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This social theory text combines the structure of a print reader with the flexibility of an interactive website. The reader includes original texts from classical and contemporary theorists as well as short synopses of key ideas and brief biographies of each theorist. The website will contain a wide variety of innovative material that the instructor can use to tailor his or her social theory course, including videos and animations; discussion forums with webcam capabilities; commentaries and summaries of key concepts, including extended historical content; exams and quizzes; annotated selections from key readings; classroom activities; and links to supplemental texts. The combination of a print reader and a modular online component will appeal to instructors looking to move parts of their course online or instructors already teaching in an online setting.
Wesley Longhofer is an Assistant Professor in the Goizueta Business School at Emory University. He teaches courses in corporate social responsibility and conducts research on philanthropy, globalization, and civic engagement. Daniel Winchester is a PhD candidate at the University of Minnesota. His research and teaching interests are in social and cultural theory, religion, morality, and the sociology of the self. Both Wesley and Daniel were Graduate Editors for Contexts, a publication of the ASA that makes sociology interesting and relevant to a non-academic, public audience.
Table of Contents
|Series foreword||p. xiii|
|Emergence Through Convergence: The Puzzles of Social Order||p. 1|
|Introductory Essay: This Deserted Island Is Out of Order|
|The classic novel The Lord of the Flies helps us see that social order is both a product of our own making and something much more powerful than the sum of its parts. We move from the social facts of Durkheim to more contemporary takes on the enigma of social order.|
|Classical Connections: Emile Durkheim||p. 7|
|The Rules of Sociological Method||p. 7|
|The Division of Labor in Society||p. 14|
|Elementary Forms of Religious Life||p. 50|
|Contemporary Extensions: Social Order Re-Wired||p. 66|
|Categories of the Orientation and Organization of Action||p. 66|
|Studies in Ethnomethodology||p. 82|
|The Social Construction of Reality||p. 93|
|Networks of Capital: Dimensions of Global Capitalism||p. 107|
|Introductory Essay: Salvaging What Wall Street Left Behind|
|Today's global financial crisis reminds us that economic troubles have profound consequences for social relationships. Marx sets the stage for a lively discussion of the role the economy plays in our global age, and Wallerstein, Castells, and Bourdieu provide contemporary visions of the many links between the economic and the social.|
|Classical Connections: Karl Marx||p. 115|
|The German Ideology||p. 115|
|Manifesto of the Communist Party||p. 120|
|Economic and Philosophic Manuscripts of 1844||p. 136|
|Contemporary Extensions: Capital Re-Wired||p. 143|
|The Rise and Future Demise of the World Capitalist System||p. 143|
|Materials for an Exploratory Theory of the Network Society||p. 153|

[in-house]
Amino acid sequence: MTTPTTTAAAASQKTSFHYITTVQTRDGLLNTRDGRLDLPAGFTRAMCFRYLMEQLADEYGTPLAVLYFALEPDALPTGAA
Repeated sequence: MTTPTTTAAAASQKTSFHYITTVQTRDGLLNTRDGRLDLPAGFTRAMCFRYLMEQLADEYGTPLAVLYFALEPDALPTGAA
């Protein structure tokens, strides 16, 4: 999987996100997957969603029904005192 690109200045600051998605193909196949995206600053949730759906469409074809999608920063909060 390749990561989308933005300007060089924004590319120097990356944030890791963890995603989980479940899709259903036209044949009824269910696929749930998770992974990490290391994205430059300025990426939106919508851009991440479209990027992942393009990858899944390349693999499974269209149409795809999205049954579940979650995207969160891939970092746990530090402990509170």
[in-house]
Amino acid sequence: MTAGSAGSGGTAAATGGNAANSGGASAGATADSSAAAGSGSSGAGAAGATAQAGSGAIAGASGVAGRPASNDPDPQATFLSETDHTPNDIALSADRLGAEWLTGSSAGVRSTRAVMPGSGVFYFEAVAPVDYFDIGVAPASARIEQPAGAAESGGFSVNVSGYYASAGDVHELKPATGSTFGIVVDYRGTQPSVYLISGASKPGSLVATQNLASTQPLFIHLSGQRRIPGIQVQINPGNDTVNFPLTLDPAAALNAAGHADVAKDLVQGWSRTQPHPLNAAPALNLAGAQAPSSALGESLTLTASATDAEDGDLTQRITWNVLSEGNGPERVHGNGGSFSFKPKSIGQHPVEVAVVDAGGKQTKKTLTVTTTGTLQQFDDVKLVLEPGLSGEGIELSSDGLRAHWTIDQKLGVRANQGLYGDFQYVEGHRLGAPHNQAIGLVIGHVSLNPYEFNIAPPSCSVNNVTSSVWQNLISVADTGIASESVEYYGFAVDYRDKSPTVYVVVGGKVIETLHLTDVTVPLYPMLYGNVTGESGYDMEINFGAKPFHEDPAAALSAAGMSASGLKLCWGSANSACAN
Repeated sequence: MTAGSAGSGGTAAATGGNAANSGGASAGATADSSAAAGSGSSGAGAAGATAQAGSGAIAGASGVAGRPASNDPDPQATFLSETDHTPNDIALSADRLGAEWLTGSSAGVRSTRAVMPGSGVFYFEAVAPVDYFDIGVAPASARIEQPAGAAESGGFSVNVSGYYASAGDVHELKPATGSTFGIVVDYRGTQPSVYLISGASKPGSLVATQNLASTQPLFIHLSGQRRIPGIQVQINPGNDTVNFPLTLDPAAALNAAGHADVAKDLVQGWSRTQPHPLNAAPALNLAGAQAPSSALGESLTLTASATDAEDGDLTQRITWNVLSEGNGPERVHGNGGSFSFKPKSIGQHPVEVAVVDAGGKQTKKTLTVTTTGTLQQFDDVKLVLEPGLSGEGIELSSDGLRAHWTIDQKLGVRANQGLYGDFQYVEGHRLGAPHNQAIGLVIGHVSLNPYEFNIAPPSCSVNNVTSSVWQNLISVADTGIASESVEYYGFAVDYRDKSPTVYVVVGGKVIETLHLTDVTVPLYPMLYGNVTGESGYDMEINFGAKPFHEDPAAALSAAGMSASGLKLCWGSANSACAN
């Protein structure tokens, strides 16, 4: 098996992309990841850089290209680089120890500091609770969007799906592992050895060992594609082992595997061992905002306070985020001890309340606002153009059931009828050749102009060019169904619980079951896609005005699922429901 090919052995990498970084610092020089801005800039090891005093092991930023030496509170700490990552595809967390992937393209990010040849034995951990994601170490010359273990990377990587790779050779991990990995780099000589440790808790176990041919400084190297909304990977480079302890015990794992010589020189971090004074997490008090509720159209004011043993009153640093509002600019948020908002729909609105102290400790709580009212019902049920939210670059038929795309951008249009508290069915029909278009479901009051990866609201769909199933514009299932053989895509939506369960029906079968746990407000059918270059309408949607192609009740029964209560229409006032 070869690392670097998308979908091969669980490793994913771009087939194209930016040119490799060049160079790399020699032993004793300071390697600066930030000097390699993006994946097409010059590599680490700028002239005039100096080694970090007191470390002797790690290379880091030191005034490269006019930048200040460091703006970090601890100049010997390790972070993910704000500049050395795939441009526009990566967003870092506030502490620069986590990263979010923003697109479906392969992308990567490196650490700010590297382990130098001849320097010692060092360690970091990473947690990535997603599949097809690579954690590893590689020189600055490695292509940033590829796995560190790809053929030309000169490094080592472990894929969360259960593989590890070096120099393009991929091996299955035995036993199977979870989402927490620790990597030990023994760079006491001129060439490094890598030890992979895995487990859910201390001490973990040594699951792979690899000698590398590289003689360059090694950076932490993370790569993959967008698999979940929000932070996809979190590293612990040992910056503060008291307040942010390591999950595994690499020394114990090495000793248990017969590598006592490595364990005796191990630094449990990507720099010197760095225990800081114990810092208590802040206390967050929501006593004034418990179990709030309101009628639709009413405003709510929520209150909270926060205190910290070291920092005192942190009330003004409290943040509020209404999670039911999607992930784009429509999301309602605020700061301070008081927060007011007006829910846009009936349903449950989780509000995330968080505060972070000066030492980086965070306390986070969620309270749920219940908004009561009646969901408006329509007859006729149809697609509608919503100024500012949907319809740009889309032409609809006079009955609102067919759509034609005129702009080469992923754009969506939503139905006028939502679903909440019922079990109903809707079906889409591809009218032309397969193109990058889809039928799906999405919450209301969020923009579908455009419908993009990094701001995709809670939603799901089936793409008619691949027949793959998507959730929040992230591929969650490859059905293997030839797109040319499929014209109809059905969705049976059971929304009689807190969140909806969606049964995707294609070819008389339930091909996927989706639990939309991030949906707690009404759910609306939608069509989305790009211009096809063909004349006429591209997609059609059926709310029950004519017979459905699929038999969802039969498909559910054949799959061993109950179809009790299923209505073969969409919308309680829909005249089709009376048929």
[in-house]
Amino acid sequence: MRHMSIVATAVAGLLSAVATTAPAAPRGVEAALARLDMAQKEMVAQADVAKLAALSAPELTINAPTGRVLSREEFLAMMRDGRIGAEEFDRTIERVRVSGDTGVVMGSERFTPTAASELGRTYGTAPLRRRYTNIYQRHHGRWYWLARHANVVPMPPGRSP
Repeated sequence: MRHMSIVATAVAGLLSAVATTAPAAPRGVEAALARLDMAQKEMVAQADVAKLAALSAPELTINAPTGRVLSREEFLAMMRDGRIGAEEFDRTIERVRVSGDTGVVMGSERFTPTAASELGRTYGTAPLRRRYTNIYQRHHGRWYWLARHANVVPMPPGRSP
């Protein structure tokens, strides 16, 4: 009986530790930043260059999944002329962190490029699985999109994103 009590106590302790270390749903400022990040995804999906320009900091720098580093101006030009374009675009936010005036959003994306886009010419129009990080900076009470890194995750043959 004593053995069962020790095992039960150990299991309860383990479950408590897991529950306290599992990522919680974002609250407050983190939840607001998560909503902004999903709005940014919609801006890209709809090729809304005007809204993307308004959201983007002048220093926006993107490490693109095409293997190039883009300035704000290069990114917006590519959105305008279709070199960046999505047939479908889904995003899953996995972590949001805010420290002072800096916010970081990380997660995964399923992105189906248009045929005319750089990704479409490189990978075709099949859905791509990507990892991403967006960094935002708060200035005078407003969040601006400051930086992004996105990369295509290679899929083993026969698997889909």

|The Forms of Capital||p. 168|
|Pathway to Meltdown: Theorizing the Dark Side of Modernity 201|
|Introductory Essay: Your Smart Phone Might Be an Evil Genius|
|Smart phones are but one example of how our social world is becoming more and more shaped by technology. From the pious Puritans of Weber to the one-dimensional men of the Frankfurt School, we explore the pitfalls and promises of a rationalized, modern society.|
|Classical Connections: Max Weber||p. 209|
|The Protestant Ethic and the Spirit of Capitalism||p. 209|
|Basic Sociological Terms||p. 237|
|The Types of Legitimate Domination||p. 250|
|Class, Status, Party||p. 273|
|Contemporary Extensions: The Rational Society Re-Wired||p. 283|
|One-Dimensional Man||p. 283|
|Toward a Rational Society||p. 292|
|Discipline and Punish||p. 299|
|The Consequences of Modernity||p. 310|
|Shifting the Paradigm: Excluded Standpoints, Alternative Knowledges||p. 323|
|Introductory Essay: Webs of Knowledge in the Digital Divide|
|The production of knowledge on the Internet is not as democratic as we might think. Du Bois, Beauvoir, and more contemporary voices within critical race, postcolonial, and feminist thought remind us the same is true in social theory.|
|Classical Connections: W.E.B. Du Bois and Simone de Beauvoir||p. 331|
|The Souls of Black Folk||p. 331|
|The Second Sex||p. 337|
|Contemporary Extensions: Paradigms Re-Wired||p. 348|
|Racial Formation in the United States||p. 348|
|Black Skin, White Masks||p. 364|
|The Conceptual Practices of Power||p. 388|
|Black Feminist Thought||p. 395|
|Rise of the Avatar: Connecting Self and Society||p. 415|
|Introductory Essay: Through the Looking-Glass of Facebook|
|Our Facebook profiles provide a glimpse of the collective foundations of our individual selves. Mead and Simmel lay the foundations for thinking about the social origins of the self, and Goffman, Foucault, and others provide provocative takes on what identity means in today's complicated world.|
|Classical Connections: George Herbert Mead and Georg Simmel||p. 423|
|The Self||p. 423|
|The Metropolis and Mental Life||p. 439|
|The Stranger||p. 448|
|Contemporary Extensions: Identity Re-Wired||p. 452|
|The Presentation of Self in Everyday Life||p. 452|
|The History of Sexuality||p. 454|
|Gender Trouble||p. 471|
|From Pilgrim to Tourist: or a Short History of Identity||p. 482|
|Glossary Index||p. 497|
|Table of Contents provided by Ingram. All Rights Reserved.|